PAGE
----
By now, it’s no secret that woodworking can be a lucrative career. However, you might be wondering if it offers the stability needed to sustain your everyday needs and lifestyle. After all, you wouldn’t want to commit to a profession that doesn’t provide a reasonable income.
To help you explore the potential in this field, I have taken the initiative to delve into the highest-paying woodworking jobs currently available in the market. In this comprehensive guide, we’ll uncover opportunities that not only let you pursue your passion for woodworking but also offer substantial financial rewards.
Top Woodworking Careers That Pay Well
1. Finishing Manager
This managerial position typically takes on the role of supervising all constructors involved in the finishing project or within the assigned job site. Part of their task is to guarantee that the operations are running according to schedule under proper safety and quality standards.
Average Salary: $62500 to $100000 annually
2. Paper Mill Manager
Paper mill managers have a more comprehensive salary range, unlike other woodworking opportunities. If you ask our industry insiders, it’s mainly because of the skill development the career offers.
This particular job description doesn’t have a large market, so only a few are hiring for this position.
Average Salary: $41000 to $100000 annually
3. Mill Manager
Another woodworking career option that you may want to explore is becoming a mill manager. Surprisingly, this role tends to have a higher average base annual salary compared to the previous job discussed above.
It has moderate activity in today’s market, so you’ll have no issues finding a job under this category.
Average Salary: $66500 to $135000 annually
4. Corrugator Supervisor
True to its job title, a corrugator supervisor oversees the production of corrugated materials. You’ll have employees under your care and supervision to ensure the project moves according to the approved schedule and quality standards.
Average Salary: $65500 to $78000 annually
5. Engineered Wood Designer
You can work as an engineered wood designer if you want a more creative career. In this role, you’ll get to analyze project blueprints and create construction designs according to the manager’s instructions.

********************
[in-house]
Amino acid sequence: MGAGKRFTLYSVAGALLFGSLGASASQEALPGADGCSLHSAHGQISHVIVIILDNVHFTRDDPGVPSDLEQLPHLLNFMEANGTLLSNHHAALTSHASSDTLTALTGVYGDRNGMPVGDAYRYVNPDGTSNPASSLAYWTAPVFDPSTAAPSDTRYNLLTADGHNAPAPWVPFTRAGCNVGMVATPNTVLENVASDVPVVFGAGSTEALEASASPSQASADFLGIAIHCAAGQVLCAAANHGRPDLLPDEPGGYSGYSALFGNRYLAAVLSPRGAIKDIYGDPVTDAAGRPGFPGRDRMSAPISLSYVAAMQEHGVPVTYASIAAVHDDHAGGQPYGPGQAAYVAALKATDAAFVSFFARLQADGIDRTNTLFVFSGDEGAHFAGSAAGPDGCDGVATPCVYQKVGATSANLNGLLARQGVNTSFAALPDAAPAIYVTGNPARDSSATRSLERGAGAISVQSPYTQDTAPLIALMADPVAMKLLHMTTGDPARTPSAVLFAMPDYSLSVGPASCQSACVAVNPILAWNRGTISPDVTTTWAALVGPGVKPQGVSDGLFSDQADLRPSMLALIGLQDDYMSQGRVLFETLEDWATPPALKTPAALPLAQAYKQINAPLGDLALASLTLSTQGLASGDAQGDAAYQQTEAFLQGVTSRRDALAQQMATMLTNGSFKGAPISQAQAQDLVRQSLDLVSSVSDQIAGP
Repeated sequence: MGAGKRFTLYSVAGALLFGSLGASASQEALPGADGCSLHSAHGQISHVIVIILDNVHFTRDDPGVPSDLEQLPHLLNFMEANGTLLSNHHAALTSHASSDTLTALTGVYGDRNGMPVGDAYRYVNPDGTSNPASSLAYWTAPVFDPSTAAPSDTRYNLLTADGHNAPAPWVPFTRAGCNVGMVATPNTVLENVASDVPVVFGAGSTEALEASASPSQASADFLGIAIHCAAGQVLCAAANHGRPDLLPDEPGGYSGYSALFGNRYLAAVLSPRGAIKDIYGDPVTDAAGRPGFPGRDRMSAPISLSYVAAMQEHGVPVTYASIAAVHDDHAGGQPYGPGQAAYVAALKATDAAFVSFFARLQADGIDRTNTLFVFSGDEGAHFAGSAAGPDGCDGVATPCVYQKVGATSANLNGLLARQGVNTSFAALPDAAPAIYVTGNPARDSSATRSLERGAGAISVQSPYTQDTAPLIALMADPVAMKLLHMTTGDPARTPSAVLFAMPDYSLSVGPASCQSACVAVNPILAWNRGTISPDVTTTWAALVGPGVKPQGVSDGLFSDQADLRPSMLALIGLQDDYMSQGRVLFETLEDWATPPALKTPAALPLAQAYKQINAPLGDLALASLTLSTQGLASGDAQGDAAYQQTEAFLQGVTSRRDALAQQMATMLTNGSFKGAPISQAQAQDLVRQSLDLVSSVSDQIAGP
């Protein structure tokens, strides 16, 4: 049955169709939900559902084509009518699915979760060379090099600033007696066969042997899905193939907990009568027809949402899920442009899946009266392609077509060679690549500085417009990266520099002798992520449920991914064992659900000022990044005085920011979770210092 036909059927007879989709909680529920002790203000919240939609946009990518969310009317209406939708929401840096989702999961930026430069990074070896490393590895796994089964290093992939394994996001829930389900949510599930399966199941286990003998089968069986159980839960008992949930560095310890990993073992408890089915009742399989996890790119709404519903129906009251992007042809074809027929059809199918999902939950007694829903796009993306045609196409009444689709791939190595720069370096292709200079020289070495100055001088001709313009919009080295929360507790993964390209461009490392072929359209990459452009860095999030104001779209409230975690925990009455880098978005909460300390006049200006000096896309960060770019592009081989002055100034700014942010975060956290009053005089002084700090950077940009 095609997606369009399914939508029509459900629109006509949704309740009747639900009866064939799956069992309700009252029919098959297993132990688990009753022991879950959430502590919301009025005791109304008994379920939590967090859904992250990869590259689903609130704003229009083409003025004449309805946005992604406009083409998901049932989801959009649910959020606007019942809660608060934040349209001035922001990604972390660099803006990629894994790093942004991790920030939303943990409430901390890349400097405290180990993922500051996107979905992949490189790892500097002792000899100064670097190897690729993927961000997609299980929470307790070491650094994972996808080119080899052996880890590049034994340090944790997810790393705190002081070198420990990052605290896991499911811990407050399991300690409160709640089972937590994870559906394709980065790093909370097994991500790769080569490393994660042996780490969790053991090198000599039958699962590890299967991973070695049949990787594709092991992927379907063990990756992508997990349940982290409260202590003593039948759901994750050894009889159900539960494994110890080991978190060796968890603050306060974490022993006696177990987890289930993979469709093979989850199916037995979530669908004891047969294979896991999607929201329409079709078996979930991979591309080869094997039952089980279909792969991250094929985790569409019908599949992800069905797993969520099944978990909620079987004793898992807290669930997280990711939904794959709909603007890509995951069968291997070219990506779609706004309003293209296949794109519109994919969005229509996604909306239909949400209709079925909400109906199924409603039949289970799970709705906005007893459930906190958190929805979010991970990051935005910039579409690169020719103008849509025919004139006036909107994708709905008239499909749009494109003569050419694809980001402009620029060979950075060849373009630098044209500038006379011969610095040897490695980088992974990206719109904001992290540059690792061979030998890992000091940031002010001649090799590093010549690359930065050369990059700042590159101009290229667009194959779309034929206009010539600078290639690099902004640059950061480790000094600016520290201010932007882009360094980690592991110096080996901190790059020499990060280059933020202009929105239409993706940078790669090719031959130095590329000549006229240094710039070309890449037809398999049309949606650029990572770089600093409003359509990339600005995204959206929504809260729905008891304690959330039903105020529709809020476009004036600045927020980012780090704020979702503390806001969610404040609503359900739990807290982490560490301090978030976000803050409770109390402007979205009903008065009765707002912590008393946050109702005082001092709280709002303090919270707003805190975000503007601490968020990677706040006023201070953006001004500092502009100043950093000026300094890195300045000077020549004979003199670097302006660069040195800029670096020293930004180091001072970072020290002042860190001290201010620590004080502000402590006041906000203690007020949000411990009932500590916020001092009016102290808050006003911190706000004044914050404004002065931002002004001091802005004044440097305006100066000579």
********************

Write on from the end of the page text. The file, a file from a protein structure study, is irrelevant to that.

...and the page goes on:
Average Salary: $40500 to $75500 annually
6. Model Builder
The typical workday of a model builder includes planning replications of architectural structures, crafting props for sets, and developing reproductions. Unlike other woodworking careers, this job doesn’t require high educational attainment.
Average Salary: $34500 to $93000 annually
7. Sawmill Supervisor
A potentially rewarding option in the realm of woodworking careers, offering steady progression without the constraints of limited expertise, is that of a sawmill supervisor. Regrettably, opportunities for this particular role remain somewhat scarce within the US job market.
Average Salary: $47500 to $75000 annually
Being a corrugator covers different specialties, from machine mechanics to technicians. When you apply for this job, you’ll be responsible for maintaining, repairing, and operating corrugating equipment within the plant.
Average Salary: $35500 to $74000 annually
9. Wood Pattern Maker
Your skill level is crucial when aiming to be a wood pattern maker. This creative career path can open many opportunities and advancement to your craft if you have the proper technicalities and specializations for the job.
Average Salary: From $32500 to $56500
10. Construction Manager
If you’re a master craftsman with extensive industry experience, you can qualify as a construction manager. Since this job involves collaborating with engineers and architects, you must understand construction science well.
Average Salary: Around $97180 annually
11. Paper Sales Representative
As stated in the job title, this career leads to being a salesperson for paper products. You must have excellent business presentation skills because it involves reaching out to potential clients and negotiating to close deals.
Average Salary: $35000 to $54000 annually
12. Bench Carpenter
Besides the actual work that goes into creating a workpiece, you should know that a bench carpenter needs to make the project blueprint according to the client’s request.